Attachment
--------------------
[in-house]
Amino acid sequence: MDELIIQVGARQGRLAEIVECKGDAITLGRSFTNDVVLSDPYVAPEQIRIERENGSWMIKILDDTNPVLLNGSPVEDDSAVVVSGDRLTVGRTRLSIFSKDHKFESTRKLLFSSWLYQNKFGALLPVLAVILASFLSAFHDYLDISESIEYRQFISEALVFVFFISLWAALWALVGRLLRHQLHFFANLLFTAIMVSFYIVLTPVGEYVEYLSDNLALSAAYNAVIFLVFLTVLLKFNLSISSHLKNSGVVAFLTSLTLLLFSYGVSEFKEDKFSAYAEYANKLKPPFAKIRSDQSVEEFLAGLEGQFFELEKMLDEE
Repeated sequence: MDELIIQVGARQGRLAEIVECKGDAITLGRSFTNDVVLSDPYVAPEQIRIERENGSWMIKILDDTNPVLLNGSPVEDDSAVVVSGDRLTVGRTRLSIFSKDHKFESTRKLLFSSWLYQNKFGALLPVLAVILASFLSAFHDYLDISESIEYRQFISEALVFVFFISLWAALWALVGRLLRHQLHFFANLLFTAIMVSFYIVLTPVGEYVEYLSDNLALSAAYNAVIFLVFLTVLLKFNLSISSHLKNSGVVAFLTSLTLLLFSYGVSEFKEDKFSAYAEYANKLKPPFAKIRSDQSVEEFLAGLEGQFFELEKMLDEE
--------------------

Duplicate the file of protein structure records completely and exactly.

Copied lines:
[in-house]
Amino acid sequence: MDELIIQVGARQGRLAEIVECKGDAITLGRSFTNDVVLSDPYVAPEQIRIERENGSWMIKILDDTNPVLLNGSPVEDDSAVVVSGDRLTVGRTRLSIFSKDHKFESTRKLLFSSWLYQNKFGALLPVLAVILASFLSAFHDYLDISESIEYRQFISEALVFVFFISLWAALWALVGRLLRHQLHFFANLLFTAIMVSFYIVLTPVGEYVEYLSDNLALSAAYNAVIFLVFLTVLLKFNLSISSHLKNSGVVAFLTSLTLLLFSYGVSEFKEDKFSAYAEYANKLKPPFAKIRSDQSVEEFLAGLEGQFFELEKMLDEE
Repeated sequence: MDELIIQVGARQGRLAEIVECKGDAITLGRSFTNDVVLSDPYVAPEQIRIERENGSWMIKILDDTNPVLLNGSPVEDDSAVVVSGDRLTVGRTRLSIFSKDHKFESTRKLLFSSWLYQNKFGALLPVLAVILASFLSAFHDYLDISESIEYRQFISEALVFVFFISLWAALWALVGRLLRHQLHFFANLLFTAIMVSFYIVLTPVGEYVEYLSDNLALSAAYNAVIFLVFLTVLLKFNLSISSHLKNSGVVAFLTSLTLLLFSYGVSEFKEDKFSAYAEYANKLKPPFAKIRSDQSVEEFLAGLEGQFFELEKMLDEE